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Presenter: Dr Ian Hesketh (Institute for Advanced Studies in the Humanities, UQ)

This seminar will examine the papers of the Metaphysical Society, which have recently been collected and published as a three-volume Oxford University Press critical edition. The Metaphysical Society was one of the great private clubs of late Victorian Britain, bringing together a diversity of Britain’s leading intellectuals who would meet on a monthly basis to listen and to discuss a member’s paper on a burning subject of metaphysical import. One of the surprising peculiarities of the Metaphysical Society is that evolution, as a subject of debate and inquiry, does not seem to figure prominently in the society’s papers. This is surprising given the centrality that evolution played in debates about science and religion during the period of the society’s existence. Its relative absence, historians have speculated, was due to the fact that most members seemed to be motivated by a larger epistemological debate between intuitionism and empiricism that was the product of a pre-Darwinian generation. This, no doubt, goes some way to explain the extensive references to the work of philosophers such as John Stuart Mill or Immanuel Kant in contrast to the seeming paucity of references to Charles Darwin.

This seminar will examine the papers of the Metaphysical Society, which have recently been collected and published as a three-volume Oxford University Press critical edition. The Metaphysical Society was one of the great private clubs of late Victorian Britain, bringing together a diversity of Britain’s leading intellectuals who would meet on a monthly basis to listen and to discuss a member’s paper on a burning subject of metaphysical import. One of the surprising peculiarities of the Metaphysical Society is that evolution, as a subject of debate and inquiry, does not seem to figure prominently in the society’s papers. This is surprising given the centrality that evolution played in debates about science and religion during the period of the society’s existence. Its relative absence, historians have speculated, was due to the fact that most members seemed to be motivated by a larger epistemological debate between intuitionism and empiricism that was the product of a pre-Darwinian generation. This, no doubt, goes some way to explain the extensive references to the work of philosophers such as John Stuart Mill or Immanuel Kant in contrast to the seeming paucity of references to Charles Darwin.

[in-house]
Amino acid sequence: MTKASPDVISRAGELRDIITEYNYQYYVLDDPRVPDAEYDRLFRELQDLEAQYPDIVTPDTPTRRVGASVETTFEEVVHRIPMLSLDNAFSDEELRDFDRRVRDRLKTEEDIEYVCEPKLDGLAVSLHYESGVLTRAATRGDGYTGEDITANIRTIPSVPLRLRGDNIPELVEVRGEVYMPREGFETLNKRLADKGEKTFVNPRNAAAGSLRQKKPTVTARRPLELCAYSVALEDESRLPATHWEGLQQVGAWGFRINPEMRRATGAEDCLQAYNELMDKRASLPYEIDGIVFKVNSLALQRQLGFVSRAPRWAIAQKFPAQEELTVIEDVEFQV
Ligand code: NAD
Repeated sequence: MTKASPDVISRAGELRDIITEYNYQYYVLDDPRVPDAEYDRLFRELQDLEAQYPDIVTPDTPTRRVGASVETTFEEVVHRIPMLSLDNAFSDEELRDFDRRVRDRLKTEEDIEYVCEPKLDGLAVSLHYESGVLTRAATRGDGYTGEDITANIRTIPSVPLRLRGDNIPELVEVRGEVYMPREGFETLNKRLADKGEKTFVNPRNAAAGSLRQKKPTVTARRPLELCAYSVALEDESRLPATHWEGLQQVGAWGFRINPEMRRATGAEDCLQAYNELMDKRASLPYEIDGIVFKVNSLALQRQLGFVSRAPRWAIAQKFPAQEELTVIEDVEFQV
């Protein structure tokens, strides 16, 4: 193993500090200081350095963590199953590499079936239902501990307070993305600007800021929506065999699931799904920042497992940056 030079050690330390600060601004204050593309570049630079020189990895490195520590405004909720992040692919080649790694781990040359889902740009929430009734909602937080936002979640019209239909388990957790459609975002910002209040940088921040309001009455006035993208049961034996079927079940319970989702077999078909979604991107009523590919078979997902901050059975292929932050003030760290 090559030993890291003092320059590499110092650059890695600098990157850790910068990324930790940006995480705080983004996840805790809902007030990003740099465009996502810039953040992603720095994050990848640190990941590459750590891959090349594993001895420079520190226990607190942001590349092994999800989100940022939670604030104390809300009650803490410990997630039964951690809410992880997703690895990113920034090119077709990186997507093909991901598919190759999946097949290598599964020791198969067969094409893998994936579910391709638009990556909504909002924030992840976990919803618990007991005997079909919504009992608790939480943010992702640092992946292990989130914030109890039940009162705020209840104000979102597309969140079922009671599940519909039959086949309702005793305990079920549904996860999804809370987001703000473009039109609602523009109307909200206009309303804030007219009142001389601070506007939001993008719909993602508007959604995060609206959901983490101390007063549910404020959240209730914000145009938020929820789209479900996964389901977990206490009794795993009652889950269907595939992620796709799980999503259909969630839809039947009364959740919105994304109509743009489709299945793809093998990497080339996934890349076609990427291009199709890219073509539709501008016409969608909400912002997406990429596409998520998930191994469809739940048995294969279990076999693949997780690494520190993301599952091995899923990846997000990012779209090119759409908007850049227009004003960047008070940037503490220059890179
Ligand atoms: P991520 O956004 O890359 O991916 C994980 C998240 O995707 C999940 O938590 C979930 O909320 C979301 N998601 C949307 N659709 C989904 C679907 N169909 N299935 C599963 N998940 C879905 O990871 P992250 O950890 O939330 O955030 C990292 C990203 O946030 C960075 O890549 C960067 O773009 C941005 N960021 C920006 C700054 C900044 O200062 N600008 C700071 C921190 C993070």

Ian Hesketh is a senior research fellow working with Peter Harrison on the Australian Laureate Fellowship project, Science and Secularization. His research considers the relationship between history, science, and religion in nineteenth-century Britain. His books include, Of Apes and Ancestors: Evolution, Christianity, and the Oxford Debate (2009), The Science of History in Victorian Britain (2011), and the forthcoming Victorian Jesus: JR Seeley, Religion, and the Cultural Significance of Anonymity (2017).


For further information please contact p.jory@uq.edu.au.

Venue

Forgan Smith Building (1),
St Lucia campus
Room: 
E319

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